Also, I’ve expressed no opinion whatsoever about the merits of the YA Award, nor will I do so unless it should come down to my vote as Chairman affecting the result. I only have said that no single WSFS Business Meeting is allowed to suspend the WSFS Constitution, by any vote whatsoever, even a unanimous one. The Business Meeting could always overturn that ruling by majority vote, and no matter how I ruled on the subject, I expect that it would be debated one way or the other. (Unless the proponents find a way to evade the procedural hurdle by splitting the concept of a new award from a specific name for that award, which would be perfectly legal.)

    My desire to enforce the rules of the World Science Fiction Society as they are written has absolutely nothing whatsoever to do with the merits of the YA Award proposal, or with new blood, or anything of that nature. What I’ve decided to rule is that a single WSFS Business Meeting is not allowed to write blank checks to their successors, no matter what the subject is, and no matter how popular the proposal is, and even if I personally wrote the wording of the original proposal.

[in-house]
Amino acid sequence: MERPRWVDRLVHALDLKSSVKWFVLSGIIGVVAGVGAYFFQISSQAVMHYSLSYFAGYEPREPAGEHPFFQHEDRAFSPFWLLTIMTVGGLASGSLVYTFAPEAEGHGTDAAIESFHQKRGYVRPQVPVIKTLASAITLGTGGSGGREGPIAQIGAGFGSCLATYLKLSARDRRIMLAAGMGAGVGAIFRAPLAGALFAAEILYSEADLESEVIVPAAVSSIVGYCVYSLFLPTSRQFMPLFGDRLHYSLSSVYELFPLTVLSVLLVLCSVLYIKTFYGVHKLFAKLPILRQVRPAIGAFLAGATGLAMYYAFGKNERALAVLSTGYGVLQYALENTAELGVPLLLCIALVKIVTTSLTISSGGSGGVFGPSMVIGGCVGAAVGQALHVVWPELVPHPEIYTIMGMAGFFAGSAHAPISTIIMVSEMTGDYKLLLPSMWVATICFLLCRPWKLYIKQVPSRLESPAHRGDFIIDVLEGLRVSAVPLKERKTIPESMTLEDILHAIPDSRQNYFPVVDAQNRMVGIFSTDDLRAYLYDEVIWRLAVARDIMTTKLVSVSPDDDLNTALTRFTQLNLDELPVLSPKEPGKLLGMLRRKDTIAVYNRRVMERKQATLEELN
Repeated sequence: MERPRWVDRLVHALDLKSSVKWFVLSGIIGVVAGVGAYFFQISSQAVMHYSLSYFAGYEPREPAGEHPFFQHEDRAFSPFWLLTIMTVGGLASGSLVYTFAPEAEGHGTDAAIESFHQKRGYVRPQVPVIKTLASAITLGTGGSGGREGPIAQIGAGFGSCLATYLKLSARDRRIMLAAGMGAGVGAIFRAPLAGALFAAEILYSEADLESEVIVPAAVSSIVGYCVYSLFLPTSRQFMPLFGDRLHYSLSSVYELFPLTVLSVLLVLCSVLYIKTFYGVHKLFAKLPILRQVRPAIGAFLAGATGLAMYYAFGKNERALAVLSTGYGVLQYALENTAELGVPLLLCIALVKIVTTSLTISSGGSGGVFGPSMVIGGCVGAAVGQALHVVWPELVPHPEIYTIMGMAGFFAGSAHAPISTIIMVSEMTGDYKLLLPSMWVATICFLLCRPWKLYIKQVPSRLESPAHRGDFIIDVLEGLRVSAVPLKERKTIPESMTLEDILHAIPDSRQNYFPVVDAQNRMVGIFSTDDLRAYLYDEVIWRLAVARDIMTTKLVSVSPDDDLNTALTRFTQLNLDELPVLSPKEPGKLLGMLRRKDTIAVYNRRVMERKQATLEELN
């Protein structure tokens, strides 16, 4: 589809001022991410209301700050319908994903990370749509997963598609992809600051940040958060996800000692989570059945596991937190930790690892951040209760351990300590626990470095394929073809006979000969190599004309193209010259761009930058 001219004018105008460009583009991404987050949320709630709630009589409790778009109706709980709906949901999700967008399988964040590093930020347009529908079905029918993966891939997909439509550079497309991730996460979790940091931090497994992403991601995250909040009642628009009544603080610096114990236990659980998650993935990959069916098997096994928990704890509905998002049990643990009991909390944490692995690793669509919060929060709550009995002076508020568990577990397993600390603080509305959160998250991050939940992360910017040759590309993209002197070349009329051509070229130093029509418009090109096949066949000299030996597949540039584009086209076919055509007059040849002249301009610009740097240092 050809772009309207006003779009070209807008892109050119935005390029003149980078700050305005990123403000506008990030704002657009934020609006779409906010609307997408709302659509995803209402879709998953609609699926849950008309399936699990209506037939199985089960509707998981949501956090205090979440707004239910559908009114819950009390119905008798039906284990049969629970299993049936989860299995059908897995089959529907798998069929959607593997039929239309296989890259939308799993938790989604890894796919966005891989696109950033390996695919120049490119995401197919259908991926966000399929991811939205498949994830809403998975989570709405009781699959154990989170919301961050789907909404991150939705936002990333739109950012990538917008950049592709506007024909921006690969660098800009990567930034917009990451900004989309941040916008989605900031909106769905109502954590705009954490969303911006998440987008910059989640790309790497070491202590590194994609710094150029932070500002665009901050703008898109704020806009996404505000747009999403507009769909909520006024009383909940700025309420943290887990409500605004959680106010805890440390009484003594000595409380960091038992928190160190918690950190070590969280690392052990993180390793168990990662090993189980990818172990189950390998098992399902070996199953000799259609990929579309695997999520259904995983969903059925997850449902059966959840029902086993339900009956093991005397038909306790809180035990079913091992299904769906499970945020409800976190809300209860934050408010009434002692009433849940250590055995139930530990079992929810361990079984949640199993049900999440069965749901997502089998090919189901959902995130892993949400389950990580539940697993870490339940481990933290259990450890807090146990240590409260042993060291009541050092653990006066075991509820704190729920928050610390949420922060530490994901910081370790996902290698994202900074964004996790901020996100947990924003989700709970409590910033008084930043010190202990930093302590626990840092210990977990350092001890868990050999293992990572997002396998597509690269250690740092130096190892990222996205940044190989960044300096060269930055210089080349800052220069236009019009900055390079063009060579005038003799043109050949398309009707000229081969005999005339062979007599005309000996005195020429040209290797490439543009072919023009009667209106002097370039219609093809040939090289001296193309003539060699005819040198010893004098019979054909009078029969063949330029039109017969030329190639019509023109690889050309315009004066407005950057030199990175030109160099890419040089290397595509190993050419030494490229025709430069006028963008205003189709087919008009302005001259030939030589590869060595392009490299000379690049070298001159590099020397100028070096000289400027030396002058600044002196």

Lurkertype on November 20, 2016 at 6:53 pm said:

    Note also that Kevin was chairing a Worldcon less than a day’s drive from his house, and in the same time zone….

    In fact, because I hadn’t yet moved to Nevada, I lived less than twenty miles from the site of the convention. Even when I bought the house in Nevada (the day after the 2011 Worldcon in Reno), it was still farther away from the convention site that year than my apartment in Fremont was from the San José Convention Center.

  18. Hello Crystal!

    I an so grateful for all the work you have put in. We shall praise you and cover you in finnish candy at WorldCon. And Moomins.

  19. “terribly dated” — that’s one way of putting it. Long-ago recollection is that he advises having several different brands of cigarettes available at bid parties….